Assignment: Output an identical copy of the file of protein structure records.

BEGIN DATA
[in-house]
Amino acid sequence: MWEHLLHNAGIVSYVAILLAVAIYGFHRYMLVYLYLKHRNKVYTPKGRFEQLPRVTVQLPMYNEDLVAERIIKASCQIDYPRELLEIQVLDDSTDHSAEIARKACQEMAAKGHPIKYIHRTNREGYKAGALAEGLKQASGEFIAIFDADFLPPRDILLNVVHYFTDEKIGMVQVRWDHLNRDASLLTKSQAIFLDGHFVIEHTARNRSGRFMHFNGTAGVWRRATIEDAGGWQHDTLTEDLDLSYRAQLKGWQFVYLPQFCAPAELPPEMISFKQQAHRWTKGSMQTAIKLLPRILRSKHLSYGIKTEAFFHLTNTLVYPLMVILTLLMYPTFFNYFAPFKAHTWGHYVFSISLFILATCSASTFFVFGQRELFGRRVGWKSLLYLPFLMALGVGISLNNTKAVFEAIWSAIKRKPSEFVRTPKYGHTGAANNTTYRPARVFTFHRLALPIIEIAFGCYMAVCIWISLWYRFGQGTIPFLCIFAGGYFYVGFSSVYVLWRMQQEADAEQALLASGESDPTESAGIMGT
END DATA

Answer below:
[in-house]
Amino acid sequence: MWEHLLHNAGIVSYVAILLAVAIYGFHRYMLVYLYLKHRNKVYTPKGRFEQLPRVTVQLPMYNEDLVAERIIKASCQIDYPRELLEIQVLDDSTDHSAEIARKACQEMAAKGHPIKYIHRTNREGYKAGALAEGLKQASGEFIAIFDADFLPPRDILLNVVHYFTDEKIGMVQVRWDHLNRDASLLTKSQAIFLDGHFVIEHTARNRSGRFMHFNGTAGVWRRATIEDAGGWQHDTLTEDLDLSYRAQLKGWQFVYLPQFCAPAELPPEMISFKQQAHRWTKGSMQTAIKLLPRILRSKHLSYGIKTEAFFHLTNTLVYPLMVILTLLMYPTFFNYFAPFKAHTWGHYVFSISLFILATCSASTFFVFGQRELFGRRVGWKSLLYLPFLMALGVGISLNNTKAVFEAIWSAIKRKPSEFVRTPKYGHTGAANNTTYRPARVFTFHRLALPIIEIAFGCYMAVCIWISLWYRFGQGTIPFLCIFAGGYFYVGFSSVYVLWRMQQEADAEQALLASGESDPTESAGIMGT